Sometimes I wonder if people listen to themselves before they hit publish on their videos because if you’ve got a ton of first dates with not much else to show for it, you might want to revisit if all that you think you deserve (check out “Before You Talk About What You 'Deserve'...Do You Know What That Even Means?”) or are owed on a first date is actually working for you or…against you. Because while you’re calling them “standards” what they really might be is super unrealistic dating demands.
This brings me to my next point.
Standards and (Unrealistic) Demands Are Totally DifferentGiphy
When it comes to the topic of standards, I once heard someone define them as being a healthy set of boundaries (or limits), principles, values, morals, ethics, and habits that you choose to base your life on. That said, if there’s something else that social media has done (to our overall detriment), it’s provided a platform for people to loudly use words without really knowing the core essence of their meaning.
That said, an example of thinking that an unrealistic demand is somehow a dating standard is saying that you want a 6-6-6 man (check out “Okay, So Here's What You Need To Know About the '6-6-6' Man”) and yet, in your mind, he should text you several times a day or immediately answer every call. Ask any super ambitious man (or the woman who is with him), and they will tell you that they have to manage their time, almost down to the second, in order to meet their (oftentimes daily) goals. This means that testing him to see if he will be at your beck and call? That isn’t really about boundaries or values — c’mon…that’s either about a profound insecurity or it’s about being consumed with getting a shot of ego boosts on a daily basis.
And that’s what can jack a lot of people up when it comes to dating in these days and times too — both men and women. Yeah, I have this conversation with men as well. You want someone you’re dating to cook for you all of the time? What man needs that? What is ethical about it? And how does taking that kind of stance put you into the mindset of being grateful if you feel like she is required to do so? And what would make a woman want to marry you if you’re already acting that way?
So yeah, it’s definitely a good idea to set your own ego aside and ponder which of your dating standards are actual standards and which ones are basically ridiculous. And before you offer pushback by saying that if your standards are too high, “oh well,” let’s bring any angle about double standards as I close out.
Remember the Golden Rule. Always.Giphy
Something that oftentimes tickles me when I talk to singles about what they expect in a future partner is how so many of them have these long ass laundry lists about what they require, and yet, when I ask them if they have achieved or accomplished what’s on their list, suddenly they’re either deflecting or irritated. He’s gotta make six figures and have great credit when you make $30K (gross), and your credit score is barely scratching 550? She’s gotta have a banging body when you’ve got plenty of girth around the middle? Why are you out here thinking it’s so easy for someone to have or be what you desire…when you’re (general "you") not even those things yourself? Please stop.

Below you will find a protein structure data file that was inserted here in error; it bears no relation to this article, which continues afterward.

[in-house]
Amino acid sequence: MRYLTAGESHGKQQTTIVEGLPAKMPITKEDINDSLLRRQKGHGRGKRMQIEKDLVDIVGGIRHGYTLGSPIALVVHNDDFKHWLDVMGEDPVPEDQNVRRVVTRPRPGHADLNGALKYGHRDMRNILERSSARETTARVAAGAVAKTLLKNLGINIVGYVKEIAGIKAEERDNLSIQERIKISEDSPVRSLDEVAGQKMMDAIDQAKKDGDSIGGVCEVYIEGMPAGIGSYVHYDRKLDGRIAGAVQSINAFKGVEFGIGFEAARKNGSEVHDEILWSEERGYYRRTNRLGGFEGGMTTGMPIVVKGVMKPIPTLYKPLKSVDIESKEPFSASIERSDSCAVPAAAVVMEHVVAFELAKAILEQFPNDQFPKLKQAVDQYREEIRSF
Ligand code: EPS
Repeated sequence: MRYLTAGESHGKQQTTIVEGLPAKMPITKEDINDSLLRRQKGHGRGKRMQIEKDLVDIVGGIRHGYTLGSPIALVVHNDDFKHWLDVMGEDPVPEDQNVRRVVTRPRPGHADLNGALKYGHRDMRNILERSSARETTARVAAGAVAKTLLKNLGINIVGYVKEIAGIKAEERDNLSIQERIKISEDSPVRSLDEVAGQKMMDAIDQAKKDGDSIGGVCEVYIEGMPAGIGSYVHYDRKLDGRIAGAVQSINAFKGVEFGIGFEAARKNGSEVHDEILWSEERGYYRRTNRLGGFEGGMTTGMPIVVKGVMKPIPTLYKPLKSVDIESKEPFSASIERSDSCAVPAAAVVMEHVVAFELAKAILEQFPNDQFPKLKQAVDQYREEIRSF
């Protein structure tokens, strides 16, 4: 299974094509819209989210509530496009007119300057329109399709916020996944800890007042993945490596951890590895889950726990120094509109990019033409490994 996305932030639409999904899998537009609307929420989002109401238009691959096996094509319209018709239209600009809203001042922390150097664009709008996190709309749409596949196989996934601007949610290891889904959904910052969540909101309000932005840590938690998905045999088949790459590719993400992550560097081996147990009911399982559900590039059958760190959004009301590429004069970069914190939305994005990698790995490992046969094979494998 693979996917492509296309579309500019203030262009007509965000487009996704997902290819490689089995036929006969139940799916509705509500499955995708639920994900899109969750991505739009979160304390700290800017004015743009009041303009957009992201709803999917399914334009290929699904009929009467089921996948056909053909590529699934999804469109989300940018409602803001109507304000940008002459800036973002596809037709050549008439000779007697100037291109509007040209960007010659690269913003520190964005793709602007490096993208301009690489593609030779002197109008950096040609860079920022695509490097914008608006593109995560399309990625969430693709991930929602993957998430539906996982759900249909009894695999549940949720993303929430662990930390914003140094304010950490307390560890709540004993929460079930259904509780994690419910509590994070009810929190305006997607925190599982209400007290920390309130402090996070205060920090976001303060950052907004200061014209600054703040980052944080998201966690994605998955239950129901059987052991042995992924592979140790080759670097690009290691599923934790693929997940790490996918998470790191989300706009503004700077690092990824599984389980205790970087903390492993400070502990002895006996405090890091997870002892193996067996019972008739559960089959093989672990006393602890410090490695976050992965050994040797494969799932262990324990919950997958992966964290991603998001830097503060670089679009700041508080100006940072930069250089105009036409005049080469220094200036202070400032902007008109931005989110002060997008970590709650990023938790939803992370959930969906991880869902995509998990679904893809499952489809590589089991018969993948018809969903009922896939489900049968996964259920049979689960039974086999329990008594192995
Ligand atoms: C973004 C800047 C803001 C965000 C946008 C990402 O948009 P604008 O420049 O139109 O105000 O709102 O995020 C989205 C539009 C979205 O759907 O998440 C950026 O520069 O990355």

That’s another ridiculous thing about transactional dating culture, for sure. Far too many folks are out here expecting what they absolutely are not — and yes, that is a double standard. Know what else it is? It’s hypocritical as all get out. Besides, someone who hits even 80 percent of your list, guess what? They are more than justified to expect you to be what you asked of them. And either that should be a humbling revelation or something that makes you want to revise your list or commit to doing some serious self-work before going out on a new string of dates.
Yeah, I can only imagine how much the quality of dating would shift, for the better, if people committed to implementing the Golden Rule: do unto others as you would have them do unto you — or, in this case, be what you require. Because when you genuinely and sincerely come from this frame of mind, it’s hard to be transactional because you are more focused on being realistic and holistically beneficial.
And that, my friends, should be the framework for dating.
Be real: is it yours?
If not…why not?
No one wants to be treated like nothing more than a basic transaction. So, let’s all lead by example out here in this dating (and social media) streets. Straight up.
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Featured image by Jill Giardino/Getty Images